One Big Mistake Volunteers Make … And How To Avoid It

“In essence, if we want to direct our lives, we must take control of our consistent actions. It’s not what we do once in a while that shapes our lives, but what we do consistently.”

— Anthony Robbins

Volunteering your time is an incredible way to better your own life while bettering the lives of those around you. Yet, there’s one mistake that many volunteers make which can ruin a volunteer experience.

They wait to be asked.


If you only volunteer when you’re asked,

  • You are reacting.
  • You are on the defensive.
  • You will feel like everyone’s asking you to do something.
  • You will have a harder time saying ‘no’.
  • You will feel more guilty when you do say ‘no.’
  • You will be less in control.

The solution? Don’t wait. You can look for opportunities right now to help people in your community.

Start by giving some extra time to your family. If you don’t usually cook supper, cook tonight. Have you taken your kids for a walk in the park recently? Is there a nagging chore that needs done, but your spouse hasn’t had time to do it? What about trash in your neighborhood? Don’t wait to be asked.

Then, look at the organizations you’re involved in. What are their needs? Does your club need new officers? Does your children’s school need some website help? Are there park cleanup days coming up? Don’t wait to be asked.

Next, look outside your immediate circles. Is there a volunteer job that looks interesting on the Hands On website? Could you pick a micro volunteering challenge on What social and service organizations are there in your community? Have you considered visiting a meeting to learn more? Don’t wait to be asked.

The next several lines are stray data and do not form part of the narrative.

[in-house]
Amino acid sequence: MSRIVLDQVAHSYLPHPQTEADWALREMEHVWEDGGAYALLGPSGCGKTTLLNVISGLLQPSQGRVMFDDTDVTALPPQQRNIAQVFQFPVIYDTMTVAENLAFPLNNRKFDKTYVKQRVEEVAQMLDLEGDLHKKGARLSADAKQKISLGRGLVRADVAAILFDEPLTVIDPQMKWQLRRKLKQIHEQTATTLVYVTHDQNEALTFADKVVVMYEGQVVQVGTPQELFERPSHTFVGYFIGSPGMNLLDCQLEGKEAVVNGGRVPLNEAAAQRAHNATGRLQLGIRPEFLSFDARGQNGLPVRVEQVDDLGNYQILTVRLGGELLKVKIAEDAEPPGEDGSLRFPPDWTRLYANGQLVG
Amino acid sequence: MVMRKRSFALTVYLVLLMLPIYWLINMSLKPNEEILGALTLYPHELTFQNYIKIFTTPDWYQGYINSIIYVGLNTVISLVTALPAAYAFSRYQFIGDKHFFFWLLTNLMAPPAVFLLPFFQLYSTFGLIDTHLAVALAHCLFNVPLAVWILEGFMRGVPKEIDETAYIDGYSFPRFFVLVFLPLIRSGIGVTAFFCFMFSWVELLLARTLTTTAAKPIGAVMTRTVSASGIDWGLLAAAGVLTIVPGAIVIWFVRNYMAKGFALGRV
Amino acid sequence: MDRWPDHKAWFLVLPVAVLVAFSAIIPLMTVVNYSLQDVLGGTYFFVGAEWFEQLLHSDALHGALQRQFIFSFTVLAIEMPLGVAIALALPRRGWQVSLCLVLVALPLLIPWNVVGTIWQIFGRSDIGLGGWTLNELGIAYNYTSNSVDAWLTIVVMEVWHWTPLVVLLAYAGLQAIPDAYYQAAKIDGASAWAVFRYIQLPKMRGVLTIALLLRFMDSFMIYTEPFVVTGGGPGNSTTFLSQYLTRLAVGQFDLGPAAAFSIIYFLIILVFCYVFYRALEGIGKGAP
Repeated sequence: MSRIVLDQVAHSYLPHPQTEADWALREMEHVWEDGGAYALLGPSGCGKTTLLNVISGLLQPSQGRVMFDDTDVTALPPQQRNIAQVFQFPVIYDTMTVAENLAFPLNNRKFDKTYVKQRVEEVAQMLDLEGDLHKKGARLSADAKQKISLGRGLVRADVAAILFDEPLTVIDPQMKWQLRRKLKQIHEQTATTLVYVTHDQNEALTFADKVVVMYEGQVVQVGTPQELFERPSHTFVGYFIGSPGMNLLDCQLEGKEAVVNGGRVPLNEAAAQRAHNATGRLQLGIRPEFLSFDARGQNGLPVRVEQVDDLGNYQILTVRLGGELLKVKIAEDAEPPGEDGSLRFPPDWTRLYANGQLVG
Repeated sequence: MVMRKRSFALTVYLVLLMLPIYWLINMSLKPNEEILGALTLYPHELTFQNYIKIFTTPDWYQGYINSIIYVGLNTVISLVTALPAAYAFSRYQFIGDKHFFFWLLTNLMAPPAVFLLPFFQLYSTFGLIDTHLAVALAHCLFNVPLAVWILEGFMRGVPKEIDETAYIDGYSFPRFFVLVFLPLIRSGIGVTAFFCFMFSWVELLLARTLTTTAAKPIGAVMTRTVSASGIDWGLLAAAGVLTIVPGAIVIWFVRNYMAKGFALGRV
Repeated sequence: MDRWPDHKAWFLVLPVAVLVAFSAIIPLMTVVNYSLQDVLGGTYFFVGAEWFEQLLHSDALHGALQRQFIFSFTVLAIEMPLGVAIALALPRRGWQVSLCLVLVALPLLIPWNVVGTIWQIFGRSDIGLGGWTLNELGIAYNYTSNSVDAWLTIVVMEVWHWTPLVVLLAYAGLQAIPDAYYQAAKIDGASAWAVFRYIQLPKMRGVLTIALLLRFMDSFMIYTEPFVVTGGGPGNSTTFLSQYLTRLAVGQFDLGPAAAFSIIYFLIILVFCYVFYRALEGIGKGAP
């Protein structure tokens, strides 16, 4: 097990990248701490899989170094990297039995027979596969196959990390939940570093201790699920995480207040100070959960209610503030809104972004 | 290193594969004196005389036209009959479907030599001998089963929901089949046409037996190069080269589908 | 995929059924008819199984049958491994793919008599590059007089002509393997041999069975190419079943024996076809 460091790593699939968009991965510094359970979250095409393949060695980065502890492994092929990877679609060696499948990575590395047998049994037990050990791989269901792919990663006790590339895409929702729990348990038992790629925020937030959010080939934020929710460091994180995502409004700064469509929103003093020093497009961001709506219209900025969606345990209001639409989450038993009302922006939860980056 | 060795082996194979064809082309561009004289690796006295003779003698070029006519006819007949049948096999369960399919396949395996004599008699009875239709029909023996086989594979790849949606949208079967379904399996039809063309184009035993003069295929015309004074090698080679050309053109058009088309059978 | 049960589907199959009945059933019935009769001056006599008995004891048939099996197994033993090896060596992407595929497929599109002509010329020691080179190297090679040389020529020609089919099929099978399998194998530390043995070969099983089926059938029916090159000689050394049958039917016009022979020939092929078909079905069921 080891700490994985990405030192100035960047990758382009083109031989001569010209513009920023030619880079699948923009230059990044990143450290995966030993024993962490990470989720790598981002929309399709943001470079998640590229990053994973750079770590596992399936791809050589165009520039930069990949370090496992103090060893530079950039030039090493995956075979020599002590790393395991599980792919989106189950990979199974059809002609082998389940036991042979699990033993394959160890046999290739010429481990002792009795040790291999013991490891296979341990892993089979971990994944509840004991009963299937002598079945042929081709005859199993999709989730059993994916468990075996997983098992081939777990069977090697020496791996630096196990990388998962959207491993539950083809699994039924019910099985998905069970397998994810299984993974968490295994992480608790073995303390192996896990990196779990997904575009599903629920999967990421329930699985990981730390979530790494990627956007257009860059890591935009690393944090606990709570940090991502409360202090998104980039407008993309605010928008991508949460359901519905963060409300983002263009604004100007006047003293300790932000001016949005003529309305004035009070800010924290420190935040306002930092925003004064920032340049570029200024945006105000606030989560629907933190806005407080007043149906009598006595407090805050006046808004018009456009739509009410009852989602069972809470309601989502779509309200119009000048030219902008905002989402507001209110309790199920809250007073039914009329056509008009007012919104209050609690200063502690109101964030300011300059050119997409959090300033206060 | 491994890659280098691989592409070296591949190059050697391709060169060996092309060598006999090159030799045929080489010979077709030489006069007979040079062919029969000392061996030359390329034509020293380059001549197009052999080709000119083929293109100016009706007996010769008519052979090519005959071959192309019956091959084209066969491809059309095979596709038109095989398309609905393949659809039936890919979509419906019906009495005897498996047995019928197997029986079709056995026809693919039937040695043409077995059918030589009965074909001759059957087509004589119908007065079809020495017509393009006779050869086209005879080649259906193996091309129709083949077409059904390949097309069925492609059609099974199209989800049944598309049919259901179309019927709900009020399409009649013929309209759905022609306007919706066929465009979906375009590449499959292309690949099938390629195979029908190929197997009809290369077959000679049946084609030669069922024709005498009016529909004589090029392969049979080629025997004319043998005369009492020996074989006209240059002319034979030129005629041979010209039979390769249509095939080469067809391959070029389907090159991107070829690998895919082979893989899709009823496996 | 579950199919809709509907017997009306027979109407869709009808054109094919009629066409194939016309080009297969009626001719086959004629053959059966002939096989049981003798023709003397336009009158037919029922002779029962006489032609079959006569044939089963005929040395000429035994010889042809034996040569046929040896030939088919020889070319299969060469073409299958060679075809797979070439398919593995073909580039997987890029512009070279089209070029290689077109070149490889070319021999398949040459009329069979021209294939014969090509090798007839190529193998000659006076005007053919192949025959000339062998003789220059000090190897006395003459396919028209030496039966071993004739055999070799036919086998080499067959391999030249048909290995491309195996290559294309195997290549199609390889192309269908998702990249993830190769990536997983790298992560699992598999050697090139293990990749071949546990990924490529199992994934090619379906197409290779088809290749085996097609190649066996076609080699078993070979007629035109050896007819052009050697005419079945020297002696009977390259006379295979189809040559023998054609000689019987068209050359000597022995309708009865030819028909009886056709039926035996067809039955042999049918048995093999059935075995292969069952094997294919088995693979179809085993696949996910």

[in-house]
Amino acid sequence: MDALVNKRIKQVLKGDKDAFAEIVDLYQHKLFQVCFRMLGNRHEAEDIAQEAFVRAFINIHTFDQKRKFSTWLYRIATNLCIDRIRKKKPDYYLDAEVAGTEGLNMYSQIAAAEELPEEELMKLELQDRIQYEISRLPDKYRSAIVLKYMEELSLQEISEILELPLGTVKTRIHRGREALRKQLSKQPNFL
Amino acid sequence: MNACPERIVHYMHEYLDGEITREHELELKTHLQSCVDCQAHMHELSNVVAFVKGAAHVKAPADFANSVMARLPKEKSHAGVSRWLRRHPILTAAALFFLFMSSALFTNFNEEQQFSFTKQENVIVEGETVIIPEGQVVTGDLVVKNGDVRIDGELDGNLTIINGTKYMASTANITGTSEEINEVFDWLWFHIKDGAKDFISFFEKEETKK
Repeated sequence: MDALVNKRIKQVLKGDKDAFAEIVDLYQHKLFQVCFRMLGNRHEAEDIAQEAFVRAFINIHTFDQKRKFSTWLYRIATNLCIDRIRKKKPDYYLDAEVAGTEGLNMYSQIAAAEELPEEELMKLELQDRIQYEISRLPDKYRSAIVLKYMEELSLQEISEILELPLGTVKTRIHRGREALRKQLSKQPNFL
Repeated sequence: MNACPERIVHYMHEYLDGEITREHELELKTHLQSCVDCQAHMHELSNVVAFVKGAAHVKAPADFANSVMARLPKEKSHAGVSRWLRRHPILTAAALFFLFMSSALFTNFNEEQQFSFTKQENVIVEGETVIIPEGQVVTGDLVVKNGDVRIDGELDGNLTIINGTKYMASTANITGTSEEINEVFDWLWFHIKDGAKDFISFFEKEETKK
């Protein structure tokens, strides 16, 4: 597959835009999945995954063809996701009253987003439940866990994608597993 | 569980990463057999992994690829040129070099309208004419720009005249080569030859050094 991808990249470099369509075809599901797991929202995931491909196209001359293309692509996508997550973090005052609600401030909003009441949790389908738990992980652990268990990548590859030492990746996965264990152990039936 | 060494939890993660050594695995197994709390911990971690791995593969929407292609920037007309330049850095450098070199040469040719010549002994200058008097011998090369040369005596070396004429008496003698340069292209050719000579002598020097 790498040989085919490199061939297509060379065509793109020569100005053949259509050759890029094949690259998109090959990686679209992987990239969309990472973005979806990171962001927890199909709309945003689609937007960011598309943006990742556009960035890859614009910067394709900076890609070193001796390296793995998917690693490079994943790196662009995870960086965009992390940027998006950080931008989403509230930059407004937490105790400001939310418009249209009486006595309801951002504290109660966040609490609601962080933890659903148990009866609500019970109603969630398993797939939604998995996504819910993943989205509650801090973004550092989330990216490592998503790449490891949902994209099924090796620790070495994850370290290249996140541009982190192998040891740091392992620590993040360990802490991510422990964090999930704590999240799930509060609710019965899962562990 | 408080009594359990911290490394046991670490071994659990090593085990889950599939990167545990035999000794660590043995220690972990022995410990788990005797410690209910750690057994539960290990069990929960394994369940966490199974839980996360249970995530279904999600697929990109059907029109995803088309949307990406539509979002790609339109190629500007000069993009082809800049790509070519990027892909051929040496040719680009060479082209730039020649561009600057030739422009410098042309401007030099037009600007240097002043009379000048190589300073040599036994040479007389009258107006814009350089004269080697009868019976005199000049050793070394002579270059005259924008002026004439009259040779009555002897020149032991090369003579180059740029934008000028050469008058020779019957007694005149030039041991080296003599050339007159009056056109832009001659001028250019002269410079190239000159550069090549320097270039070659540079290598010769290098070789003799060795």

After you’ve determined a need you can help fill, schedule a time to volunteer. Activities in the house can most often be done immediately. Outside the home volunteering can go up on your calendar. Make a plan to show up, meet people and do your best work. Don’t wait to be asked.

Then, repeat. That’s how you gain consistent control of your volunteering schedule. More action, less reaction.

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After you’ve taken control,

  • You will be able less reactive and more proactive.
  • You will not be on the defensive.
  • You will better understand the other volunteers asking for your help.
  • You will feel less guilty about saying ‘no’ because you’ll already be doing more and your calendar will speak for you.
  • You will become more open to opportunity because you’ll be more open to listening others with opportunities.
  • You will feel more in control.
  • You will be able to say ‘no’ more easily.
  • You will be able to say ‘yes’ more easily.

Good intentions behind giving time helps get the most out of volunteering. Being proactive with your action will also help you experience the satisfaction and joy of being connected to your community.

People will always ask you to volunteer, and that’s a good thing. Putting yourself in control will help you better pick and choose the volunteering which brings the most value to you, your family, your neighborhood and your community.

Today’s gift of time … Took my daughter Tessa out for dinner at her school’s dine-out fundraiser.

About Eric Winger

Our perception of time is key to how we use our time. The most fundamental way to change that perception is to give our time. This opens us up to new opportunities and ideas from which we can build to really make a difference. ... Yes, we *do* have time to make a difference!
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2 Responses to One Big Mistake Volunteers Make … And How To Avoid It

  1. Natalie says:

    Eric, this is just excellent! You nailed it — being proactive is such a huge part of life, whether its volunteering, home stuff or work. It’s always best to think it through and then DO it. Thanks!

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